If you live in Jacksonville, St. Augustine area, you probably have a septic system. This is a large, underground container where all the waste water from the bathroom, toilet and laundry flows to. The heavy solids settle at the bottom where a bacteria breaks them down into gasses and sludge. The lighter solids such as grease form a scum layer at the top of the tank while the solids that cannot decompose are left in the tank. If these solids are not removed at least once in a while, they accumulate and may flow to the drain field causing damage.
When the septic system is not properly taken care of, it can become hazardous and expensive to repair when it fails. Taking care of the septic system does not have to be difficult. There following are effective tips that will help you take care of your septic tank, avoid clogs and other unnecessary repair.
• Inspect and Pump the tank Frequently
A septic system in an average home should be inspected at least once in 3-5 years by a professional. However, alternative systems with pumps, electrical float switches or mechanical components should be pumped more frequently, at least once every year. The factors that determine how frequent a septic tank should be pumped include:
- The household size
- The amount of wastewater generated
- Volume of solids in the wastewater
- The size of the septic tank
You should never be tempted to lift the lid of the septic tank on your own unless you are well trained and you have protective clothes. This is because the gasses can overcome you and the bacteria is very dangerous. Professional sewage workers are vaccinated regularly for Hepatitis, Diphtheria and Tetanus to protect them from the effects of the bacteria.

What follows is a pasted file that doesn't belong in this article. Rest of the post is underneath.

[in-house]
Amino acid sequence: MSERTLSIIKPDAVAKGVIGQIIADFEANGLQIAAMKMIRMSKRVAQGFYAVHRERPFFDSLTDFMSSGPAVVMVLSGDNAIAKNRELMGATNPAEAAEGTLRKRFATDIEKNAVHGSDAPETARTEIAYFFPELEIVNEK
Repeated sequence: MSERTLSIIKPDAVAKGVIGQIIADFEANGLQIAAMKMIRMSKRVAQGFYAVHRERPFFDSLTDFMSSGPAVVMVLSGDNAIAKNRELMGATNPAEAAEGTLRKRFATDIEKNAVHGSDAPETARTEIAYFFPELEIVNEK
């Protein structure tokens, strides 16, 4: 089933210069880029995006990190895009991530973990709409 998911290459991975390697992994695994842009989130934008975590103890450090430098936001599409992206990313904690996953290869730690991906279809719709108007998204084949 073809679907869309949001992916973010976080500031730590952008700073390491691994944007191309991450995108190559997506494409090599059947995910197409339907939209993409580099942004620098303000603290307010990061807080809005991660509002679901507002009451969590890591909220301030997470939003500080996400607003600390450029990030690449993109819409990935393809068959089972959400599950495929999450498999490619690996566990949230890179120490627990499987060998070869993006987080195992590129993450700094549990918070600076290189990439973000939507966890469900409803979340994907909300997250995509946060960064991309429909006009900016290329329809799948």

• Use water efficiently
The average water use in a single family home is almost 70 gallons per person daily. A running toilet or a leaky faucet can waste nearly 200 gallons of water daily. As stated above, all the water sent out from a home goes to the septic tank, the more the water a household is able to conserve, the less water enters the septic tank which in turn enhances the operation of the septic system and reduces its chances of failure. The following simple ways will help save water in a home thereby improving the operation of a septic system.
1. Use of High efficiency toilets
Toilet use accounts to more than 30 per cent of the water used in a household. The toilets in most old homes have 3.5-5 gallon reservoirs while the high efficiency toilets use 1.6 gallons. Therefore, replacing the old toilets with the more efficient ones will help reduce the amount of water that enters the septic system.
Also, you can consider fitting dual flush toilets using a Hippo or even convert the existing toilet to an eco-toilet with an interflush conversion that significantly reduces the amount of water needed to flush. The interflush is fitted on the top of the WC siphon and it connects to the flush handle. This toilet only flushes when the handle is held downwards, releasing it stops the flush. This means it only uses the required amount of water to clean the toilet which significantly reduces the amount of water used to flush the toilet.